The tech-savvy Londoners finding innovative ways to solve the capital's housing crisis

Tech-savvy young Londoners who know the challenges of city living are finding ways to solve the problems, with new app-controlled eco-homes, low-cost renting options and the conversion of unusual commercial spaces into affordable new flats.
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Krishan Pattni and Robert Luck
Founders of Latis Homes ( Krishan Pattni and Robert Luck, both 32, specialise in affordable eco-homes that come with a techie twist. The pair sold half of their first scheme of 14 green affordable homes in Hayes, west London, in only three hours. 

They now have £100 million funding to drive completion of another 415 eco-homes across London, Kent and Hertfordshire over the next two years. Work is about to get under way at the first of those schemes in Great Queen Street, Covent Garden. Owners of the spacious central London flats being created will be able to control their homes remotely via a smartphone app. 

“We use the latest technology to provide app-controlled homes,” says  Pattni. “The app has to be simple, or people wouldn’t use it. “It allows them to turn lights, heating and hot water off and on from their phone or from a tablet anywhere in the world. 


“We encourage affordable living. All of our taps and showers offer a choice for full or half power. Owners can choose which to go for and monitor their energy use via the app, and see a flow chart of how much water, gas and electricity they have used.”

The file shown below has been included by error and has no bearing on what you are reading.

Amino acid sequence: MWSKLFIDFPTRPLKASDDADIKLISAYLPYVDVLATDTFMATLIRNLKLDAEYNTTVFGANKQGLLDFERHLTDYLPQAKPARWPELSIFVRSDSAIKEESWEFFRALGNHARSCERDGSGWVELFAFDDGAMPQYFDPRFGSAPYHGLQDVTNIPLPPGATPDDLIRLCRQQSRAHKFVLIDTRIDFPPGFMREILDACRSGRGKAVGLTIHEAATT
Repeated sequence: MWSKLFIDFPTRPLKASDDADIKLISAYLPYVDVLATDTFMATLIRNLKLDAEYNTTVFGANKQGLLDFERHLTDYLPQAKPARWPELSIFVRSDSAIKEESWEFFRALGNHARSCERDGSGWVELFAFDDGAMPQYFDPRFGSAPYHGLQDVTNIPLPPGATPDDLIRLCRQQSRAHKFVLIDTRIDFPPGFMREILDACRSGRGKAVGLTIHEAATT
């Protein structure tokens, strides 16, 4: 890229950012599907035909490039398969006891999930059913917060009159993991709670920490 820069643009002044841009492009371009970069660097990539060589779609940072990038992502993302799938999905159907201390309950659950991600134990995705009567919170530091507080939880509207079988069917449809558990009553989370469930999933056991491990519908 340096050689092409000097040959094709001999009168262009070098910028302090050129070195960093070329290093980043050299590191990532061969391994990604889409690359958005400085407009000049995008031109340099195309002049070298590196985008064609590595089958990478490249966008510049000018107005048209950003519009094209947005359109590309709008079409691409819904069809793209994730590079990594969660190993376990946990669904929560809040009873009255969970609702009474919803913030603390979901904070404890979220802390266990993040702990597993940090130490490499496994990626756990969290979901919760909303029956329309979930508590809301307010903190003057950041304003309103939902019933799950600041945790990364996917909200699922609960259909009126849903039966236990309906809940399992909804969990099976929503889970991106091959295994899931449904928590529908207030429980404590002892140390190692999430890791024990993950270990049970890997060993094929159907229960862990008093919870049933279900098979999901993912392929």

Luck adds: “These are not one-off, high-end eco-homes for rich clients, but tech-enabled designer homes suitable for first-time buyers. We think that we will disrupt the market. This is a first.” 

Prices at the Covent Garden scheme will be released later this year but at Hoddesdon, in Hertfordshire, where phase one is under construction, prices start at £249,000 for one-bedroom flats and £325,000 for two bedrooms.

Reza Merchant  
There are not many 25-year-olds with the courage to fund their business with a £1.8 million bridging loan against their family home. Reza Merchant, founder of The Collective (, a London-based, shared-living concept offering affordable renting options for people on average salaries, did just that. 
Reza Merchant founded The Collective, a London-based shared-living concept with affordable accommodation

The loan covered the refurbishment bill required for Merchant to develop his first multi-unit property — an 11,500sq ft derelict mansion block in Camden, NW1, the first of three Collective buildings in London.

The Collective concept is to buy and refurbish run-down buildings and supply the rental market with high-spec spaces for short-term rents. Some of the studio flats are less than 120sq ft, which is the size of a standard bedroom, with entire living quarters squeezed in. 

Clever design is used, including floating beds and storage options, to provide accommodation for young professionals on modest salaries of £20,000 to £40,000: “It’s an earning bracket the housing market does not cater for well,” says Merchant.